Something tells us that functionality is likely not far behind. The latest version of Safari v5. It's a feature that translates pretty well into this desktop version. Apple also promises fewer crashes in this build, thanks to a new process architecture that separates content and browser interaction from one another, so unresponsive pages don't bring down the entire program.
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There's some welcome security and privacy enhancements on board as well, including the ability to sandbox webpages to isolate potential malicious actions and a feature that lists -- and lets you remove -- all of the sites storing data via cookies and other sources on your system.
Easily one of the most exciting new features of OS X, AirDrop is an incredibly simple drag-and -drop file sharing system that allows you to swap files with other Macs over WiFi. The feature is baked directly into the Finder, appearing directly under All My Files. Clicking AirDrop will activate a sonar symbol, indicating that the system is searching for other compatible computers read: with Lion installed.
Once you've activated AirDrop, you'll be visible on other people's Macs, with your icon and user ID identifying you. Likewise, exiting Airdrop will automatically make you appear unavailable. Dragging a file onto another user's icon in the radar rings will prompt a box asking whether you do, indeed, want to send the file. Once okayed, the other user must confirm he or she wants to receive it. Transaction agree upon, an animated image of the folder leaps into the receiver's Downloads folder. The files are encrypted, and show up in the user's downloads folder.
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Perhaps coolest of all is the fact that files can be transferred without connecting to a router; rather, they can get the job done over peer-to-peer WiFi, assuming their Airports are enabled and the computers are within 30 feet of each other. This isn't the first wireless transfer system we've seen, of course, but Apple executes it with typically user-friendly panache.
It's easy to see home users and coworkers alike getting plenty of use out of the feature. Apple has introduced a handful of features meant to address this, including application sandboxing, to prohibit harmful programs from infecting the entire system. Also on-board is a new privacy center, which helps users opt in and out of things like location targeting, for which the company has taken flack in the past. It should be reasonably well known at this point that this is an upgrade over Snow Leopard -- meaning if you're unable to upgrade to that OS you're going to be left out of the loop here, too.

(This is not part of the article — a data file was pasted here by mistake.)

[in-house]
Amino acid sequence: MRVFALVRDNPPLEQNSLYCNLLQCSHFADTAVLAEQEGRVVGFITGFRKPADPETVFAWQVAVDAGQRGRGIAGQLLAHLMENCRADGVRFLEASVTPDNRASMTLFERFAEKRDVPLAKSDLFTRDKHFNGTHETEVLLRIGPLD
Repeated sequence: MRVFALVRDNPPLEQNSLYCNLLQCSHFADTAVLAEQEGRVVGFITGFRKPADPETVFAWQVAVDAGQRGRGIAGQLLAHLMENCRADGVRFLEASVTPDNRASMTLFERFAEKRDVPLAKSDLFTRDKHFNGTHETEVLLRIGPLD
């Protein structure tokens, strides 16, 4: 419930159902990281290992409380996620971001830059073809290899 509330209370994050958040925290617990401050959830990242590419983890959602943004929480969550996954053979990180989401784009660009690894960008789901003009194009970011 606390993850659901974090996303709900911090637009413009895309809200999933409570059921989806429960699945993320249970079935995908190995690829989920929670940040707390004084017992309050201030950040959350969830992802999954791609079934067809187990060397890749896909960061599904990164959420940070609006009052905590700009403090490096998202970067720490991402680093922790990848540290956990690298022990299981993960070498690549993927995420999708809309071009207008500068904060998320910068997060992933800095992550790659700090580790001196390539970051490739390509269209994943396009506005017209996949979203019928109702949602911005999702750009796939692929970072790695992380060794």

If you're still rolling with a PowerPC-based machine it should come as no surprise that you're not invited to this party, but Rosetta support has also been axed, meaning none of your legacy apps are going to be let past the velvet rope either. We didn't notice any major hangups on our clean system when installing Lion -- no force quits, no stumbling applications, even amongst not Apple programs like Firefox, which can sometimes be a burden on an overworked system.
Our more seasoned laptop had a bit more trouble, however, with an additional restart required, as mentioned above. We also ran into some compatibility issues with Firefox plug-ins, which required some troubleshooting -- Safari, not surprisingly, fared a lot better with the reinstall.
If you're running Lion, it means you've got a bit Intel-based Mac yes, that includes the Core 2 Duo MacBooks that started selling a few years ago. As of this writing read: the day Lion started shipping , it's only available on the newly refreshed MacBook Air and Mac Mini, but you can expect it to roll out to all of the other Mac desktops and laptops over the coming weeks. Over all, standard computing tasks didn't seem all that faster either -- like most other features in the operating system, light users likely won't notice drastic improvements on a day-to-day basis.
On the other hand, the system with Lion was able to complete more labor intensive tasks like exporting a video in iMovie in significantly less time, shaving precious minutes, from eight down to five. We benchmarked the updated system with Geekbench, and found a noticeable drop in scores, from 5, to 5, -- a dip that we didn't notice ourselves. We were also unable to get Xbench to run on any Lion system we tested, making us wonder if either benchmark is really Lion-friendly at this point.
If Apple's end game is a complete shift away from the personal computer, Lion feels like a transitional operating system -- one that hasn't quite sealed the deal. After all, even though features sounds like an impressively round number, most of the offerings are evolutionary, rather than revolutionary, in keeping with a precedent Snow Leopard set.
Between that and Apple's decision to make the operating system available through the nascent Mac App Store, it feels almost is if the company is downplaying the significance of this update, even as it tosses around the title of "the world's most advanced desktop operating system. Some of the features like AirDrop and Versions may be enough to wow users by themsleves, but this upgrade is unlikely to upend most Mac users' workflow. Chances are, though, you'll find more than enough features amongst the plus to justify that modest price tag. Buyer's Guide. Log in. Sign up.